When a band comes home for an intimate show where it all began, you can’t help but expect something special. The energy of the crowd was filled to the brim as Young Guns took to the stage, and it didn’t drop in the hour-and-a-quarter long set.
A momentary bit of day-confusion aside (hey, it’s rock ‘n’ roll), the band were confident and met the crowd’s enthusiasm head-on, with leading man Gustav Wood ending up among them for most songs.
The set opened with the anthemic ‘Bones’, which quickly had the crowd singing along, though unfortunately the acoustics of the venue meant that much of the guitar precision was lost to the muddy bass and rhythm sections, but fans were too caught up in the excitement to care.
Vocally the band stayed mostly quiet, aside from effective yet unimpressive gang vocals, and let Wood handle crowd interaction. He explained that the band had got up to some pretty big shows on their last tour, and so they had wanted to come back and play a more ‘intimate’ venue. He also threw down the gauntlet early on, saying: “It’s the first night so we’re allowed to fuck up, but you guys have got to get this tour going.”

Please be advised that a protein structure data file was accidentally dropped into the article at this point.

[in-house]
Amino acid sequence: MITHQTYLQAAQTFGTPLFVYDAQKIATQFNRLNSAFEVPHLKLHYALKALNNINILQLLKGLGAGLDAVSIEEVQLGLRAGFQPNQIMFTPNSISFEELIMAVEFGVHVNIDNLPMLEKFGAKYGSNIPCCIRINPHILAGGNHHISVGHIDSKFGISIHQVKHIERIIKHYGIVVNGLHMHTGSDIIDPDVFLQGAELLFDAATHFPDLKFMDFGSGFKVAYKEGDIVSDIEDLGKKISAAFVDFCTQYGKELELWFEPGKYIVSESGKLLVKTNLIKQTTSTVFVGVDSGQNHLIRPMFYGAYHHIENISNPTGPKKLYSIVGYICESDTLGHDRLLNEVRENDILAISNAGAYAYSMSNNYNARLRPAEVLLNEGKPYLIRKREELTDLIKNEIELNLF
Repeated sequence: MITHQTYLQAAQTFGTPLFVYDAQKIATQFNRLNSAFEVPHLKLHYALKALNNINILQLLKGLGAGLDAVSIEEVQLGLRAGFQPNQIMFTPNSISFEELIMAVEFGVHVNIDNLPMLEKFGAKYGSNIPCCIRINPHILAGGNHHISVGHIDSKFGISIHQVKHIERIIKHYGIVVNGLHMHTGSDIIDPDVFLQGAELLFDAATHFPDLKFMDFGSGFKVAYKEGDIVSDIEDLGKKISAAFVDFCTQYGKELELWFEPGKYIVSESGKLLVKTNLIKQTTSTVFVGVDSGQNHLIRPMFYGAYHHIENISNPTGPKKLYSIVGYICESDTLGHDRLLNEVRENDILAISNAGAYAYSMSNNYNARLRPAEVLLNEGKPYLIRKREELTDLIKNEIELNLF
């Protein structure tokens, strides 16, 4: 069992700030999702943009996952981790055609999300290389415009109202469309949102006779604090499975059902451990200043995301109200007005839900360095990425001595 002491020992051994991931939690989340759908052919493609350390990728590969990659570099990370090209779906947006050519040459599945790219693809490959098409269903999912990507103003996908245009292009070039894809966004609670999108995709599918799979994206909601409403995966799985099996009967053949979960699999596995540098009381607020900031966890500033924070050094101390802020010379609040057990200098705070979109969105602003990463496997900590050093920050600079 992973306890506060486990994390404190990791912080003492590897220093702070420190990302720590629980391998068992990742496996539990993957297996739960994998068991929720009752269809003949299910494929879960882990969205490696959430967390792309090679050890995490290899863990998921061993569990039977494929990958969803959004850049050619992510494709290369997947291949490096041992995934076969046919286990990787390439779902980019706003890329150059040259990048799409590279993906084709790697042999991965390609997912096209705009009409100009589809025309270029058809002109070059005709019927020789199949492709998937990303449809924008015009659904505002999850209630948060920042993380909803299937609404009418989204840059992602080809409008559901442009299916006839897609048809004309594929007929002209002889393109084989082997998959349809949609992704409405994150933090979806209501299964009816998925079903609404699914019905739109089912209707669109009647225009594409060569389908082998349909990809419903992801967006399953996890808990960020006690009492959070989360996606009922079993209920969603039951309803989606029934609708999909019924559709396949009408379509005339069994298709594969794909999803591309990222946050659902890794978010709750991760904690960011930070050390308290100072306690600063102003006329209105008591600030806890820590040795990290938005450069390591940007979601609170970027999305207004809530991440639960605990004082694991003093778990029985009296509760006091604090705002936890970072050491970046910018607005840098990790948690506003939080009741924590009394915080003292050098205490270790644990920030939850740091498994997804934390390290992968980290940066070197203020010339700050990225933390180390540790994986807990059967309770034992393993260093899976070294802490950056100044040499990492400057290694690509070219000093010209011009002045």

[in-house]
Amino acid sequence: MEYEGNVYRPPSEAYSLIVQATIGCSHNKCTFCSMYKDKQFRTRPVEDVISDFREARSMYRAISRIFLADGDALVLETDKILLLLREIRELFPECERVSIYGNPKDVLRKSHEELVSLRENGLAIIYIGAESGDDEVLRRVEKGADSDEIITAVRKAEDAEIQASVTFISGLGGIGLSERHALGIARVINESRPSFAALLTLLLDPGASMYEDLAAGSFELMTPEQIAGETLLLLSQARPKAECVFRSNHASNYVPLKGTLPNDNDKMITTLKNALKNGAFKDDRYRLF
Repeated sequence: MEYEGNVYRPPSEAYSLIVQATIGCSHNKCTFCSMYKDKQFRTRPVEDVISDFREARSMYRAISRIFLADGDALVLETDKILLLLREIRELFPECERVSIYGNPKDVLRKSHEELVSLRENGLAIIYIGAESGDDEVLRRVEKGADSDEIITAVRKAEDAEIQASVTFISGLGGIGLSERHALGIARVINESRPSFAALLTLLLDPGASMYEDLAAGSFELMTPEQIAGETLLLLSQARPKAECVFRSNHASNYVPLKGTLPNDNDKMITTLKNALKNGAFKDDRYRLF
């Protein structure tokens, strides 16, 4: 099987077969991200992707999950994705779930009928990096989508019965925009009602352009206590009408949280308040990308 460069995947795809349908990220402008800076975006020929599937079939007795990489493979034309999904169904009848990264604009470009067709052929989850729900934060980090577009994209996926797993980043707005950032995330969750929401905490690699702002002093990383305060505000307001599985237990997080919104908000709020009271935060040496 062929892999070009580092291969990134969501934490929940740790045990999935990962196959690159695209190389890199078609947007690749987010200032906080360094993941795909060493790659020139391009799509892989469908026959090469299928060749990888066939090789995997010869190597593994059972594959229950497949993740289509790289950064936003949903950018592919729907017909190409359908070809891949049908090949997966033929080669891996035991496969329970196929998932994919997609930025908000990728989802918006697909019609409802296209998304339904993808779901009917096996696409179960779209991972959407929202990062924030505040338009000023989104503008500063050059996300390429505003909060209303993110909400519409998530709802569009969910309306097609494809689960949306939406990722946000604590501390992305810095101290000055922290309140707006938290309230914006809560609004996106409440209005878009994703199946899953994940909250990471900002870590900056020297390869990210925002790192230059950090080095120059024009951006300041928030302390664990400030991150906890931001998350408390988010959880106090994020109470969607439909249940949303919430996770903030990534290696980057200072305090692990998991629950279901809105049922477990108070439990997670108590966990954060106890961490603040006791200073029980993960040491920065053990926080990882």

The band produced a typical selection of tunes, many from new album Bones, but balanced them with more well-known tunes like ‘Weight of the World’ and ‘Winter Kiss’. The latter triggered a particularly noticeable reaction, with a pit opening up on the floor despite the size of the venue.
In all the band put on a good show. The energy and swagger of Wood, who effectively channelled Lostprophet’s Ian Watkins in both stage presence and vocal style – no bad thing –, was balanced by a driving rhythm section and filled-out with the guitars to create a typically British slice of rock.
While the crowd might have already been on their side before they stepped up to the mics, they’d certainly won over a whole lot more by the end of the night.
James Michael Parry